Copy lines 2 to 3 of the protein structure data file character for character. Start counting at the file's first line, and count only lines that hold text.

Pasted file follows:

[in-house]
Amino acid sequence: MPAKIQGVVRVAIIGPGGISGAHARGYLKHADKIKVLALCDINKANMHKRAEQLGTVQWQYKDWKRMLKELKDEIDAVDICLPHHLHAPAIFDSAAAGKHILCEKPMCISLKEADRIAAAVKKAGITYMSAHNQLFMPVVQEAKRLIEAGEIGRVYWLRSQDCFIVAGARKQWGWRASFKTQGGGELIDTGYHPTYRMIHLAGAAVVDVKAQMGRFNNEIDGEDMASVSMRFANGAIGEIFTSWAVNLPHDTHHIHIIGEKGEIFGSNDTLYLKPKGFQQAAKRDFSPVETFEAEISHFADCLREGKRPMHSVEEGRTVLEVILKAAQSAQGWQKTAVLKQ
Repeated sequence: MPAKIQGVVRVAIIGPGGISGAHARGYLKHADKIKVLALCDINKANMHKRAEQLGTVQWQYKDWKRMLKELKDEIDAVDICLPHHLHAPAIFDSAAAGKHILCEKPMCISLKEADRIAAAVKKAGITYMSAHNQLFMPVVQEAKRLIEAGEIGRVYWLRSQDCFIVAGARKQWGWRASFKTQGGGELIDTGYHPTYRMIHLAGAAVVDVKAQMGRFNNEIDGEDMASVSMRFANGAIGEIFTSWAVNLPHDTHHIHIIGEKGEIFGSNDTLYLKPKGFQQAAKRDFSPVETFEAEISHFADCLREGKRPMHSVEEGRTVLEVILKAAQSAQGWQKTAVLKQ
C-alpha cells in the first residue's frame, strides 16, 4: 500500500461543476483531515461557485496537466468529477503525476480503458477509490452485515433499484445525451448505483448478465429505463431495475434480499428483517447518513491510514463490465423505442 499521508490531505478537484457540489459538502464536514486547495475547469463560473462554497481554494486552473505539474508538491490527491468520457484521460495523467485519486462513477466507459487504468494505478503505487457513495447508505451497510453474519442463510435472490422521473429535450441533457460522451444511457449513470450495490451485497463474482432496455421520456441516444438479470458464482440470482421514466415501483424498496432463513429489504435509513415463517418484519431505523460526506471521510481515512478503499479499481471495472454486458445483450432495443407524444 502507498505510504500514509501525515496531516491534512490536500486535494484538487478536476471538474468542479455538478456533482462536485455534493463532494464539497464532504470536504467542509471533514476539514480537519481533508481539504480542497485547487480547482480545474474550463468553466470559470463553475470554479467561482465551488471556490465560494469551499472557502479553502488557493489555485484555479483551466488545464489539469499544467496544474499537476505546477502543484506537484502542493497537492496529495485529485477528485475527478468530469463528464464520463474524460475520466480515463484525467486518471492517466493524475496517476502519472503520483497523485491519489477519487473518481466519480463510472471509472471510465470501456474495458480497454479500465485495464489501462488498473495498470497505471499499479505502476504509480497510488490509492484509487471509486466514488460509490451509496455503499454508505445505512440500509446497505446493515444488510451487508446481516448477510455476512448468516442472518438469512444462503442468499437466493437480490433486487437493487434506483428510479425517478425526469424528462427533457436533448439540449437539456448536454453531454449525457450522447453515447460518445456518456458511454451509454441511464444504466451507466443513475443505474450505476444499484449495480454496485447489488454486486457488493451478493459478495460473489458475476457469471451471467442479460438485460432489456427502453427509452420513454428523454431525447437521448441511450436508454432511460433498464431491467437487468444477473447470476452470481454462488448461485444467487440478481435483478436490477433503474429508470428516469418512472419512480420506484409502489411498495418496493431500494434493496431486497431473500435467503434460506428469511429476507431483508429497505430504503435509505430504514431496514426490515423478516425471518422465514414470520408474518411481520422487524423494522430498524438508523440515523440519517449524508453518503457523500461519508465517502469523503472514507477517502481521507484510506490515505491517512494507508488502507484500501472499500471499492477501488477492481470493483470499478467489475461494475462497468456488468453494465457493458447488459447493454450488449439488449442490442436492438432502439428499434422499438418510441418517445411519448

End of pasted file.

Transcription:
Amino acid sequence: MPAKIQGVVRVAIIGPGGISGAHARGYLKHADKIKVLALCDINKANMHKRAEQLGTVQWQYKDWKRMLKELKDEIDAVDICLPHHLHAPAIFDSAAAGKHILCEKPMCISLKEADRIAAAVKKAGITYMSAHNQLFMPVVQEAKRLIEAGEIGRVYWLRSQDCFIVAGARKQWGWRASFKTQGGGELIDTGYHPTYRMIHLAGAAVVDVKAQMGRFNNEIDGEDMASVSMRFANGAIGEIFTSWAVNLPHDTHHIHIIGEKGEIFGSNDTLYLKPKGFQQAAKRDFSPVETFEAEISHFADCLREGKRPMHSVEEGRTVLEVILKAAQSAQGWQKTAVLKQ
Repeated sequence: MPAKIQGVVRVAIIGPGGISGAHARGYLKHADKIKVLALCDINKANMHKRAEQLGTVQWQYKDWKRMLKELKDEIDAVDICLPHHLHAPAIFDSAAAGKHILCEKPMCISLKEADRIAAAVKKAGITYMSAHNQLFMPVVQEAKRLIEAGEIGRVYWLRSQDCFIVAGARKQWGWRASFKTQGGGELIDTGYHPTYRMIHLAGAAVVDVKAQMGRFNNEIDGEDMASVSMRFANGAIGEIFTSWAVNLPHDTHHIHIIGEKGEIFGSNDTLYLKPKGFQQAAKRDFSPVETFEAEISHFADCLREGKRPMHSVEEGRTVLEVILKAAQSAQGWQKTAVLKQ